24 April, 2024
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Egypt announces $35bn deal with UAE to buy premium Mediterranean area


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Egypt announces $35bn deal with UAE to buy premium Mediterranean area

Abu Dhabi will pay Cairo for Ras el-Hekma within two months, with the funds earmarked to alleviate Egypt’s economic crisis

MEE staff

Ras el-Hekma plan as shown on a government’s projects website (Screengrab)

Egypt has agreed to a $35bn deal with the United Arab Emirates to develop the town of Ras el-Hekma town on its northern coast, Egyptian Prime Minister Mostafa Madbouly announced on Friday after weeks of speculations.

Madbouly said at a news conference, which was attended by Egyptian and Emirati officials, that Egypt will receive an advance amount of $15bn in the coming week, and another $20bn within two months. 

The deal is the largest foreign direct investment in an urban development project in the country’s modern history. 

News about the sale has triggered condemnation by critics of the government, who said the land is one of Egypt’s most valuable coastal locations and that it should be developed by local investors. 

Madbouly said that the Egyptian state will have a share of the profits from this project, although it is a private enterprise.

He said that the area of ​​the Ras el-Hekma project is 170 million square metres, and will include residential neighborhoods, tourist resorts, schools, universities, an industrial zone, a central financial and business district, an international marina for tourist yachts, and an international airport south of the city.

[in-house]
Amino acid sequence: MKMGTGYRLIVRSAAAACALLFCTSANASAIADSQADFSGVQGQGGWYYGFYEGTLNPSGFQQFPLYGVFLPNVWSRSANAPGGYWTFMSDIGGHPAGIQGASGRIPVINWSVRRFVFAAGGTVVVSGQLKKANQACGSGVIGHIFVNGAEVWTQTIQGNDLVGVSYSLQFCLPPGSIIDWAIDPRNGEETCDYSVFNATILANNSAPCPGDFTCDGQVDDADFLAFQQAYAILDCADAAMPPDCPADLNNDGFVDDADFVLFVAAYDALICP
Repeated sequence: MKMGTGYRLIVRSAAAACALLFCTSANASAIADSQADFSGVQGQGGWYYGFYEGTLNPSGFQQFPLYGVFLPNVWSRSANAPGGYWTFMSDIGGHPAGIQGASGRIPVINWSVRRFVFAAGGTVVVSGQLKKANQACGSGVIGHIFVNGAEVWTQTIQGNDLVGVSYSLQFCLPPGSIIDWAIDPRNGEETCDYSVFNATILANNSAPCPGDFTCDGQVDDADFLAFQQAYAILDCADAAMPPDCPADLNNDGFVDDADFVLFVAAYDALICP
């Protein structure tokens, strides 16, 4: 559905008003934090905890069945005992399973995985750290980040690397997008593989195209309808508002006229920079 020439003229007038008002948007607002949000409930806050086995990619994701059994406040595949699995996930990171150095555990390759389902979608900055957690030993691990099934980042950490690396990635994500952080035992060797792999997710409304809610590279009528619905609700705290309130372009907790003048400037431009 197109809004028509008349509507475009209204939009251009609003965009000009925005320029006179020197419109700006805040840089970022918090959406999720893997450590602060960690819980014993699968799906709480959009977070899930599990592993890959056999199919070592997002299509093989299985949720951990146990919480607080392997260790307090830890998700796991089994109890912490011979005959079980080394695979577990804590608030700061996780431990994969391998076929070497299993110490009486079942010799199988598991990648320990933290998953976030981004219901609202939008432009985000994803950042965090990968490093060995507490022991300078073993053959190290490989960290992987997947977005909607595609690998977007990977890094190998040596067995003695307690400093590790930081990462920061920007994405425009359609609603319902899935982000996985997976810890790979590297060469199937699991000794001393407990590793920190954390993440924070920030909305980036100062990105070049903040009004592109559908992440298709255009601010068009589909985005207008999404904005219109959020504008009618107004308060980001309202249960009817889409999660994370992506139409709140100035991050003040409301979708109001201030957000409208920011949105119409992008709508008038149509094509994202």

Madbouly said that the deal will include $11bn already deposited by the UAE in the Central Bank, an amount that will be converted into a grant instead of a loan.

Concerning the fate of the residents of the Ras el-Hekma area, Madbouly said they would be relocated to other areas and would be provided financial compensation. He added that the project will alleviate the country’s economic crisis.

Egypt is currently in talks with the International Monetary Fund for a bailout deal that is expected to exceed $10bn. It is expected to be followed by currency devaluation to match black market rates – nearly double the official rate of 31 Egyptian pounds to the US dollar.

Egypt, home to more than 109 million people, is grappling with a severe economic crisis, with record inflation and foreign currency shortages. 

In August, annual inflation in Egypt reached close to 40 percent, according to official figures, plunging many Egyptians near or under the poverty line.

More than half the population had already been below or close to the poverty line before the current crisis. 

Foreign debt has quadrupled, reaching $164bn, over President Abdelfattah el-Sisi’s almost 10-year presidency. Debt servicing is currently consuming most of the state’s annual expenditures.

Egypt’s total foreign currency reserves are $35bn. According to the Egyptian Central Bank, the ratio of short-term debts to foreign currency reserves in 2022 passed 80 percent, double that of 2021.

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